No 77 Surgeon-General John Fraser
MD (Ed 1840) LRCP (Ed 1840) CB (1859) QHP (1874)
12 Jan 1819 – 14 Nov 1894 [Edinburgh]
Surgeon-General John Fraser was the son of Rev. Simon Fraser of Stornoway. He was educated at Aberdeen, Glasgow and Edinburgh Universities obtaining the degree of MD at Edinburgh in 1840.
He entered the Medical Department of the Army in 1841 but was not gazetted as full surgeon until 1852. He became Deputy Inspector General in 1858.
Surgeon-General John Fraser was
a man of extreme simplicity of character, reticent about himself, but ever thoughtful of others, always anxious and willing to give a helping hand in every good work. Since his retirement in 1879, he resided at Edinburgh where he was prominent in many philanthropic and benevolent works. Whether as an Elder of the Free Church of Scotland or as a director of one of the many charities to which he was attached, or in his capacity as a private individual, Dr Fraser carried with him a peculiar and indefinable influence for good, which was bound to impress itself upon everyone with whom he came in contact.
Surgeon-General John Fraser died at 21 Chalmers Street Edinburgh from a cerebral haemorrhage. He was 75 years old. He had had a previous cerebral haemorrhage on 31 July 1893 which left him with partial paralysis. He recovered sufficiently to enable him to take some exercise but became weaker and succumbed to a second attack of cerebral haemorrhage on 14 November 1894.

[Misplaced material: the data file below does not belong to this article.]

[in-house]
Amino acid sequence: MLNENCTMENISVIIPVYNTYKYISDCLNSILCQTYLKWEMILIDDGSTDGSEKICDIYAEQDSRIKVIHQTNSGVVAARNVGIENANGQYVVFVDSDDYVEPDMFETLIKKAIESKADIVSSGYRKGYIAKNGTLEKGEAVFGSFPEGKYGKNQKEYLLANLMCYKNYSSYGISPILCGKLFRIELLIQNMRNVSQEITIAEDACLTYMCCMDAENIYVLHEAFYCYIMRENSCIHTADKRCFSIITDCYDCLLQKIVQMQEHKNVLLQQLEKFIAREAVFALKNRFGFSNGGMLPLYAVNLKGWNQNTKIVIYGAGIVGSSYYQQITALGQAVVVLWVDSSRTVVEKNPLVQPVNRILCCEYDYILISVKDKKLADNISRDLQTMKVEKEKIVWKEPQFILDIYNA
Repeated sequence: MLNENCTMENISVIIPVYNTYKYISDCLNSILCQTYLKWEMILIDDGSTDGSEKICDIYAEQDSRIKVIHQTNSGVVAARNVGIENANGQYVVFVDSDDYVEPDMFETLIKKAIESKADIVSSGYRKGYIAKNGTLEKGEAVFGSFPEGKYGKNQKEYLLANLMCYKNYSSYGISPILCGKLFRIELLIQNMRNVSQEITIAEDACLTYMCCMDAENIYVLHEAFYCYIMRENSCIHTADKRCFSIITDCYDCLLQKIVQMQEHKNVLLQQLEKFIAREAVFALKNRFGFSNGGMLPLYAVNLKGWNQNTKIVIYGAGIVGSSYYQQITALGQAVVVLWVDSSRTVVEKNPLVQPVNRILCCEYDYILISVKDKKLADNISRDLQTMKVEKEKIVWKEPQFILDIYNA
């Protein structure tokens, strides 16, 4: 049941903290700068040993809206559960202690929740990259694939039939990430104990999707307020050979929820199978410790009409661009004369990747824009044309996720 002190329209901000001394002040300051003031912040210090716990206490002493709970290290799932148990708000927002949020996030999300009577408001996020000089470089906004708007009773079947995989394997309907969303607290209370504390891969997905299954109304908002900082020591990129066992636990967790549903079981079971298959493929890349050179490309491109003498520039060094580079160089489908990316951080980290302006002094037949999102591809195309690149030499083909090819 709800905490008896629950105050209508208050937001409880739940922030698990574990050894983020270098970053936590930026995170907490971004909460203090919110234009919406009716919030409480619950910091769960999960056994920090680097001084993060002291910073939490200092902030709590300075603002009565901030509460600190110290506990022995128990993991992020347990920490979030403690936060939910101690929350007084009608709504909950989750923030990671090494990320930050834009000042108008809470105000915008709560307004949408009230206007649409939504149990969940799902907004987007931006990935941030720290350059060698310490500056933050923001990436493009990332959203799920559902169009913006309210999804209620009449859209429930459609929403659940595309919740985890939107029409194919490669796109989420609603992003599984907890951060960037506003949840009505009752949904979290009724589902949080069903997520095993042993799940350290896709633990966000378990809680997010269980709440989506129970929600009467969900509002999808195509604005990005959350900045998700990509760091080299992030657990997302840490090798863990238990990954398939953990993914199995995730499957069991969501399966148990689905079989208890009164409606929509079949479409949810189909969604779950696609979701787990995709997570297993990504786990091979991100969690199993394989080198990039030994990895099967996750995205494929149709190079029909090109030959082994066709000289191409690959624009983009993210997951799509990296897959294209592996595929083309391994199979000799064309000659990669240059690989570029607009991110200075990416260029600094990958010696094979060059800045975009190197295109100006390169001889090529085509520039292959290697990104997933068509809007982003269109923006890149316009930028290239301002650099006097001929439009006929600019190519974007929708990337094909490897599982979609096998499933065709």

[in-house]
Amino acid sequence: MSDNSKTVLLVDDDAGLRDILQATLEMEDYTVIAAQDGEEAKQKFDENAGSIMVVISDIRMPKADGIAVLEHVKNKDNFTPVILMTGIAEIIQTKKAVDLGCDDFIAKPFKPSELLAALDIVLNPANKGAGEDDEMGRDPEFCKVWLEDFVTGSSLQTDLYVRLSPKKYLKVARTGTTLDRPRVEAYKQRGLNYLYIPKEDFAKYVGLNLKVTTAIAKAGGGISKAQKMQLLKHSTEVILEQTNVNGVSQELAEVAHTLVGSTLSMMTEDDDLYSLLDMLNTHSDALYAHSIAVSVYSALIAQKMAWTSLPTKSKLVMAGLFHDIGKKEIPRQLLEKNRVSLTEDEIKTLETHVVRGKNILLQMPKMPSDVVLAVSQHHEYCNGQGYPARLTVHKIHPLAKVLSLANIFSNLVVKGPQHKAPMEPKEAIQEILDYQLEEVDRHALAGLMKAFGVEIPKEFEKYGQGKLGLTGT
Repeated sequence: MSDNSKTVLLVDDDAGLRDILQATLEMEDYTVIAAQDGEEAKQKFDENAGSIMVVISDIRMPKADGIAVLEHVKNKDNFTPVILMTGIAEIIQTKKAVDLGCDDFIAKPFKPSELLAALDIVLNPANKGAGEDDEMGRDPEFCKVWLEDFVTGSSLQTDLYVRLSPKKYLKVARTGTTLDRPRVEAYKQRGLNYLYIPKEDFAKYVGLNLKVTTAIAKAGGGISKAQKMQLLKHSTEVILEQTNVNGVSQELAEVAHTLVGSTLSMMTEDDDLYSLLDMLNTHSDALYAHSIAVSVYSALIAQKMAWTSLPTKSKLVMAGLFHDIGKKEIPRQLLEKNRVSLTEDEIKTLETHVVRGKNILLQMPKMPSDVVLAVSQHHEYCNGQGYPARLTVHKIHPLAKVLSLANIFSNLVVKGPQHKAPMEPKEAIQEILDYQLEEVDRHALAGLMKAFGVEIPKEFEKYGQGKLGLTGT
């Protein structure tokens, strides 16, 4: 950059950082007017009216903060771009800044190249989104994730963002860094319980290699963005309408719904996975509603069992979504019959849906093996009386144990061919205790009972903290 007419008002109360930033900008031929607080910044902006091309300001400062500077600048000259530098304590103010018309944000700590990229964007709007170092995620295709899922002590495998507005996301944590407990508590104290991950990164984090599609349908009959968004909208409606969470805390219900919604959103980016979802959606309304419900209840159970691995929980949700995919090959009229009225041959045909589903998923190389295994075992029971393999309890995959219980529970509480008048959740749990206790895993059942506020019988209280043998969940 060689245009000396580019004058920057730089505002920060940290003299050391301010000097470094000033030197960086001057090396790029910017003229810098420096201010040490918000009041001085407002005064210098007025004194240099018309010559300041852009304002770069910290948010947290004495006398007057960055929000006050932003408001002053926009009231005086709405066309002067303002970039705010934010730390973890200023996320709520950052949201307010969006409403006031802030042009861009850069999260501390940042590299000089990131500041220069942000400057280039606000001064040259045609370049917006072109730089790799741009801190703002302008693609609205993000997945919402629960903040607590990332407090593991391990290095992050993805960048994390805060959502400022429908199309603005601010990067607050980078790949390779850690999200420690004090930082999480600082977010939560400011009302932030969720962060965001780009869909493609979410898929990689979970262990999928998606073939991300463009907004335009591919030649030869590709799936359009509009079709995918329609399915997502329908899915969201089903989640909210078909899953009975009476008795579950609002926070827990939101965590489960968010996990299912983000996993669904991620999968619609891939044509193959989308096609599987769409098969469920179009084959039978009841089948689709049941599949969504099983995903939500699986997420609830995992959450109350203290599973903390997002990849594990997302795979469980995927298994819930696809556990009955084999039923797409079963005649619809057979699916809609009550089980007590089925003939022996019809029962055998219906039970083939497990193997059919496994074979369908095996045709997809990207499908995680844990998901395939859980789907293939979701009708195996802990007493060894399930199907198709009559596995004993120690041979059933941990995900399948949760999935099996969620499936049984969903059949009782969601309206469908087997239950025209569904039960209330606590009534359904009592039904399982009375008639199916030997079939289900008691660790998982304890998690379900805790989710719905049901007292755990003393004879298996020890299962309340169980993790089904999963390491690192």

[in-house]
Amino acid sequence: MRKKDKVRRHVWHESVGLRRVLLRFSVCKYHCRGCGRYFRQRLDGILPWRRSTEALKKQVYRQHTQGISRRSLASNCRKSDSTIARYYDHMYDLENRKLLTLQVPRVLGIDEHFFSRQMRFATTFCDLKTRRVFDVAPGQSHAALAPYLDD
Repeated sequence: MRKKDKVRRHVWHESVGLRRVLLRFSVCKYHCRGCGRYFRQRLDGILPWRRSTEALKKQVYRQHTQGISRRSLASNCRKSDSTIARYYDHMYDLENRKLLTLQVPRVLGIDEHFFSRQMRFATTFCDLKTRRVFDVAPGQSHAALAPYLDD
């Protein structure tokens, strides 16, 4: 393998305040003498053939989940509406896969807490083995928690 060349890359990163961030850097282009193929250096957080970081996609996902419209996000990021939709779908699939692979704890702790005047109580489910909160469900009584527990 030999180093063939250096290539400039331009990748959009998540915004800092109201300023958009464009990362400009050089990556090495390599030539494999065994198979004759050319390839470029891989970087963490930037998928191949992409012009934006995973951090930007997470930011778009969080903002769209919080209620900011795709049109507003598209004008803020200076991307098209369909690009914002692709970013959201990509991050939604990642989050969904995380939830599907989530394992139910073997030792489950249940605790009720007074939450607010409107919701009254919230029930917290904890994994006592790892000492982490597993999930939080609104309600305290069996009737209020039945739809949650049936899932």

His daughter was at South Africa in 1899 with the 2nd/Highland Light Infantry where together with Mrs Marshall, wife of Chaplain Rev Theodore Marshall DD,
in their daily visits proved to be comforting blinks of warm sunlight.
20 Aug 1841 Commissioned Staff Assistant Surgeon.
17 Sep 1841 Assistant Surgeon 2nd/Rifle Brigade.
24 Aug 1852 Gazetted Surgeon 21st (Royal North British) Fusiliers Regiment of Foot.
7 Apr 1854 Surgeon 2nd/Rifle Brigade.
Served with the 2nd/Rifle Brigade throughout the Eastern Campaign (1854 – 1855). He was present at the Battles of Alma, Inkerman, and siege and fall of Sebastopol. He received the Crimean Medal with three clasps, the Knight of the Legion of Honour, and the Turkish medal.
1857 On active service in the Indian Mutiny (1857 – 1859). He was employed in Bengal and the North-West Provinces. He was present at the capture of Lucknow and in several other decisive engagements (Koorse, Baree, Nugger, Nawabgunge, Goomtee, Sultampore, Amethee, Churdar, Fort Medjiddia, Bankee and Sitka Ghat in Nepal). He was twice mentioned in despatches by General Sir Hope Grant whilst serving with him in Oudh as senior medical officer. He received the Indian medal with clasp.
31 Dec 1858 Promoted Deputy Inspector General.
1859 Created a Companion of the Bath. Served in the East Indies.
1860 Served at Shorncliffe.
1862 – 1863 Served at New Brunswick and Colchester.
1864 – 1867 Served at Ceylon.
1867 – 1868 Served at Edinburgh.
1868 – 1871 Served at Jamaica and Barbados.
1872 Served at Manchester and Aldershot.
19 June 1872 Promoted Surgeon-General.
1873 – 1874 Served at Aldershot.
12 Aug 1874 Appointed Honorary Physician to Her Majesty.
1874 – 1875 Served at Netley.
Malta 5 Feb 1876 Arrived at Malta.
Malta 1877 Served at Malta.
Malta 1878 Served at Malta.
Malta 8 Jan 1879 Left Malta.
11 Jan 1879 Retired to half pay after a service of 37 years on full-pay.
1892 Received the Distinguished Service Pension.
- Drew R., 1968. Entry No: 4663. Medical Officers in the British Army 1660 – 1960. Volume 1: 1660 – 1898. London: Wellcome Historical Medical Library.
- RAMC/PE/3/27/Drew. Manuscript for Drew's Roll.
- TNA:WO 25/3902, Records of Service - Officers of the Medical Department (1790–1847).
- Obituary Br Med J (1894) 2 (1769); 1212 (Published 24 Nov 1894).
- 2nd Highland Light Infantry Annual Tea. Highland Light Infantry Chronicle page 87.
- Chronicle of the Highland Light Infantry 1907.